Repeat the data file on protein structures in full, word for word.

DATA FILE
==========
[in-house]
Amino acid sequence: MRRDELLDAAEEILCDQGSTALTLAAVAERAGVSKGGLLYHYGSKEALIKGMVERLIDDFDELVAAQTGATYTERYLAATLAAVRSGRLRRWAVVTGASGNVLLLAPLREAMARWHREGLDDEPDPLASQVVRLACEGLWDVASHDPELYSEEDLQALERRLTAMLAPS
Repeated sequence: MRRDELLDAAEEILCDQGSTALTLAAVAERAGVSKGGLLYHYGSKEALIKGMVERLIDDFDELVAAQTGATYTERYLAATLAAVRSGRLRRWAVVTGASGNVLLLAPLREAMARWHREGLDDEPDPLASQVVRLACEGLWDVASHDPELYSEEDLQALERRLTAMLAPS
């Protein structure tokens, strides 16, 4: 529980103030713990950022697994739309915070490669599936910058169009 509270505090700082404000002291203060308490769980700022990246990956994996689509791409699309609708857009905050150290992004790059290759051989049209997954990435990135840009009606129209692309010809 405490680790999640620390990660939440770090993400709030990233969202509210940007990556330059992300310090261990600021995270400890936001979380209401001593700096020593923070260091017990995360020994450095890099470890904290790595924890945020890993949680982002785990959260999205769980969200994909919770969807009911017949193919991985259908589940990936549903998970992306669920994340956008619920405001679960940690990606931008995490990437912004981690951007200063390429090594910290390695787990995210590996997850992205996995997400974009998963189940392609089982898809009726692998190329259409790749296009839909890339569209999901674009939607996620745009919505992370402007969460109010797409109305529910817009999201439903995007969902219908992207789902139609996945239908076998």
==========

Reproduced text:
[in-house]
Amino acid sequence: MRRDELLDAAEEILCDQGSTALTLAAVAERAGVSKGGLLYHYGSKEALIKGMVERLIDDFDELVAAQTGATYTERYLAATLAAVRSGRLRRWAVVTGASGNVLLLAPLREAMARWHREGLDDEPDPLASQVVRLACEGLWDVASHDPELYSEEDLQALERRLTAMLAPS
Repeated sequence: MRRDELLDAAEEILCDQGSTALTLAAVAERAGVSKGGLLYHYGSKEALIKGMVERLIDDFDELVAAQTGATYTERYLAATLAAVRSGRLRRWAVVTGASGNVLLLAPLREAMARWHREGLDDEPDPLASQVVRLACEGLWDVASHDPELYSEEDLQALERRLTAMLAPS
């Protein structure tokens, strides 16, 4: 529980103030713990950022697994739309915070490669599936910058169009 509270505090700082404000002291203060308490769980700022990246990956994996689509791409699309609708857009905050150290992004790059290759051989049209997954990435990135840009009606129209692309010809 405490680790999640620390990660939440770090993400709030990233969202509210940007990556330059992300310090261990600021995270400890936001979380209401001593700096020593923070260091017990995360020994450095890099470890904290790595924890945020890993949680982002785990959260999205769980969200994909919770969807009911017949193919991985259908589940990936549903998970992306669920994340956008619920405001679960940690990606931008995490990437912004981690951007200063390429090594910290390695787990995210590996997850992205996995997400974009998963189940392609089982898809009726692998190329259409790749296009839909890339569209999901674009939607996620745009919505992370402007969460109010797409109305529910817009999201439903995007969902219908992207789902139609996945239908076998």